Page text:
Pricing has become very complex. Some supermarkets, such as Asda and to a lesser extent Tesco, claim to have lower prices across the board. In industry jargon, this is called "every day low prices".

Others, such as Safeway, have "high low" pricing, Here, some prod- ucts are very cheap, although the selection will change regularly, but others are more expensive to even things out for the supermarket. "The advantage of 'high low' is the wow effect," says Ms Bain. "But 'every day low prices' is more of a loyalty-building, 'you can trust us' positioning."

Safeway has demonstrated another problem with "high low". While the number of customers visiting its stores is increasing, it reported sales towards the lower end of analysts' expectations at Christmas.

"At Safeway a lot of shoppers are cherry-picking, so they are only buying when it's 'low' and then buzzing off and buying somewhere else," says Mr Garner at Superpanel, although he does point out that the supermarket's refurbishment programme could change its fortunes.

Despite Tesco's claims for low prices, it's still raking the money in. A consensus of City research predicts that pre-tax profit will be £1.2bn, up around 10 per cent on the previous year. But however large this amount sounds, City analysts have high standards, and detractors have started to appear. ABN Amro is the leader of the pack after launching a blistering attack on Tesco late last month. It said that the growth of the past three years, from £842m in 1999 to the expected £1.2m for the financial year to February 2002, is not all it seems.

ABN Amro is stockbroking adviser to Sainsbury's, which could introduce an element of bias. However, it has proposed an interesting theory.

The crux of its argument for selling Tesco shares is that over the past three years the group has only managed to meet the City's tough expectations for growth by overspending on building new stores – by a cool £1.3bn. It has certainly expanded quickly – from 820 stores in 1999 to a current total of more than 1,000. Tesco is likely to try and explain this to analysts at the results.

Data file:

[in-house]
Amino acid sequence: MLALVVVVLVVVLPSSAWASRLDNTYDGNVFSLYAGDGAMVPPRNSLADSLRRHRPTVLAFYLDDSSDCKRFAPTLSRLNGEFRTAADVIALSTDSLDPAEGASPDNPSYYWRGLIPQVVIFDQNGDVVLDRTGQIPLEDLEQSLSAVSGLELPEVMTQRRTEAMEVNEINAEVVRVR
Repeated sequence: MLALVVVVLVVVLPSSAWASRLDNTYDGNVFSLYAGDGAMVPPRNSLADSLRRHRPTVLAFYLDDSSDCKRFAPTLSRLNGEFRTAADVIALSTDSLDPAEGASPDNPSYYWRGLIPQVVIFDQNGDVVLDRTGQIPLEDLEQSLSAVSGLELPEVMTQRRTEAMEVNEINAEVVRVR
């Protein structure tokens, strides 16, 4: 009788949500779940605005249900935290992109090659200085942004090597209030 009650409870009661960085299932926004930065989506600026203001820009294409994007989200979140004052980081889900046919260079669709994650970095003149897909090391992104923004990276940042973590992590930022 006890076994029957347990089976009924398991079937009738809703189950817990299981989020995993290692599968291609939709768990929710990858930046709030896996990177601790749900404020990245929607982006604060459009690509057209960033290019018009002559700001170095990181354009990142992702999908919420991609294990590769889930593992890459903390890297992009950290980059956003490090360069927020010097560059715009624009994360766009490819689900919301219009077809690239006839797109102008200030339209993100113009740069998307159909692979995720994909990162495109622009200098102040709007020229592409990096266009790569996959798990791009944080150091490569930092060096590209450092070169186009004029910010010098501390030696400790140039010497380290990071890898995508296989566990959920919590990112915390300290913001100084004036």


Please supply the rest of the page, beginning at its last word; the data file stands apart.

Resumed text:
ABN Amro has also alleged that the group has changed its depreciation policy – how quickly it writes off the value of its assets – to influence the profits favourably.

Tesco rejects that allegation and other, more Tesco-friendly analysts also say there is no evidence to back up the claim.

But if ABN Amro is right, the broker puts forward two reasons why profits in the past three years could have been below expectations. One is that margins on non-food products are under pressure due to intense competition. Otherwise its international expansion programme could be performing worse than expected.

It is true that Tesco's expansion programmes in Eastern Europe and Asia have not yet proved their worth, as the profits reported so far are tiny. "This year has to be the first proving year in which Tesco will have to demonstrate that organic investment has delivered rather than just showed great potential," says Clive Black, an analyst at broker ING Barings.

At least Tesco has an international programme; none of the other UK supermarket companies can compete in this area, unless you count Asda and its parent, Wal-Mart. It marks Tesco out as the leader and, if the international programme doesn't fail, it will look impregnable. "Unless Tesco suffers a strong attack of smugness, it will be very difficult to beat," says one industry observer.

But this isn't impossible. It was smugness at Sainsbury's that let Tesco beat it in the first place.